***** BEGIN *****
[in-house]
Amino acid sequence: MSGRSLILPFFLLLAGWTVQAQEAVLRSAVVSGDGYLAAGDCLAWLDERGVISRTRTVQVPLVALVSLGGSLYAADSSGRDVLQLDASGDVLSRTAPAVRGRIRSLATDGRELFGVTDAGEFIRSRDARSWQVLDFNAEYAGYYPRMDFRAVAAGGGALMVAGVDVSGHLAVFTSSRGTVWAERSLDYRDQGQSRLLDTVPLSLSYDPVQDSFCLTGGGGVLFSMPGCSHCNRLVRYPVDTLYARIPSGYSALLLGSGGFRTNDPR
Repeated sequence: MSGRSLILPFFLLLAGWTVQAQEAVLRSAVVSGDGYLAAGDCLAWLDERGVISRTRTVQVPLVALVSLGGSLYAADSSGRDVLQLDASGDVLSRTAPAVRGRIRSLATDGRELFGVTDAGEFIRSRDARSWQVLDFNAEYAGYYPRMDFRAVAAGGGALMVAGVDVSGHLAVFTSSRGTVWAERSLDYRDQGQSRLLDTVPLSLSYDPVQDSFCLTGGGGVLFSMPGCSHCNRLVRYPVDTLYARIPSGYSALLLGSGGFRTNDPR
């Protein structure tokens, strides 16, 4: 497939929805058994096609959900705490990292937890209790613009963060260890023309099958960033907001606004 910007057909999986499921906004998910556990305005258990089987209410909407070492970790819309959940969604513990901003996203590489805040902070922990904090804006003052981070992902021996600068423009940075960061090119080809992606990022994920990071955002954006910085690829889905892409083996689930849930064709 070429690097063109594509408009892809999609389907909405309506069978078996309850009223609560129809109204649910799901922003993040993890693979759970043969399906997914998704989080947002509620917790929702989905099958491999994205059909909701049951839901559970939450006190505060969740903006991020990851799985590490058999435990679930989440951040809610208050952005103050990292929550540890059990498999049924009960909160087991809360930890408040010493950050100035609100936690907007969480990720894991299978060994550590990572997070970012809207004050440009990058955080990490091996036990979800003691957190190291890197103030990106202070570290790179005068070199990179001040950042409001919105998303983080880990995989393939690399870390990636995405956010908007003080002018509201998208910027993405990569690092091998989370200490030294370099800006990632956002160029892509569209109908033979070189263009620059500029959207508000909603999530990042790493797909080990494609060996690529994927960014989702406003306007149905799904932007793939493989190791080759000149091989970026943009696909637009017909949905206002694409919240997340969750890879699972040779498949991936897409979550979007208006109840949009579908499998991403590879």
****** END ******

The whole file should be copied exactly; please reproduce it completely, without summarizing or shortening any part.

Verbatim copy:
[in-house]
Amino acid sequence: MSGRSLILPFFLLLAGWTVQAQEAVLRSAVVSGDGYLAAGDCLAWLDERGVISRTRTVQVPLVALVSLGGSLYAADSSGRDVLQLDASGDVLSRTAPAVRGRIRSLATDGRELFGVTDAGEFIRSRDARSWQVLDFNAEYAGYYPRMDFRAVAAGGGALMVAGVDVSGHLAVFTSSRGTVWAERSLDYRDQGQSRLLDTVPLSLSYDPVQDSFCLTGGGGVLFSMPGCSHCNRLVRYPVDTLYARIPSGYSALLLGSGGFRTNDPR
Repeated sequence: MSGRSLILPFFLLLAGWTVQAQEAVLRSAVVSGDGYLAAGDCLAWLDERGVISRTRTVQVPLVALVSLGGSLYAADSSGRDVLQLDASGDVLSRTAPAVRGRIRSLATDGRELFGVTDAGEFIRSRDARSWQVLDFNAEYAGYYPRMDFRAVAAGGGALMVAGVDVSGHLAVFTSSRGTVWAERSLDYRDQGQSRLLDTVPLSLSYDPVQDSFCLTGGGGVLFSMPGCSHCNRLVRYPVDTLYARIPSGYSALLLGSGGFRTNDPR
């Protein structure tokens, strides 16, 4: 497939929805058994096609959900705490990292937890209790613009963060260890023309099958960033907001606004 910007057909999986499921906004998910556990305005258990089987209410909407070492970790819309959940969604513990901003996203590489805040902070922990904090804006003052981070992902021996600068423009940075960061090119080809992606990022994920990071955002954006910085690829889905892409083996689930849930064709 070429690097063109594509408009892809999609389907909405309506069978078996309850009223609560129809109204649910799901922003993040993890693979759970043969399906997914998704989080947002509620917790929702989905099958491999994205059909909701049951839901559970939450006190505060969740903006991020990851799985590490058999435990679930989440951040809610208050952005103050990292929550540890059990498999049924009960909160087991809360930890408040010493950050100035609100936690907007969480990720894991299978060994550590990572997070970012809207004050440009990058955080990490091996036990979800003691957190190291890197103030990106202070570290790179005068070199990179001040950042409001919105998303983080880990995989393939690399870390990636995405956010908007003080002018509201998208910027993405990569690092091998989370200490030294370099800006990632956002160029892509569209109908033979070189263009620059500029959207508000909603999530990042790493797909080990494609060996690529994927960014989702406003306007149905799904932007793939493989190791080759000149091989970026943009696909637009017909949905206002694409919240997340969750890879699972040779498949991936897409979550979007208006109840949009579908499998991403590879």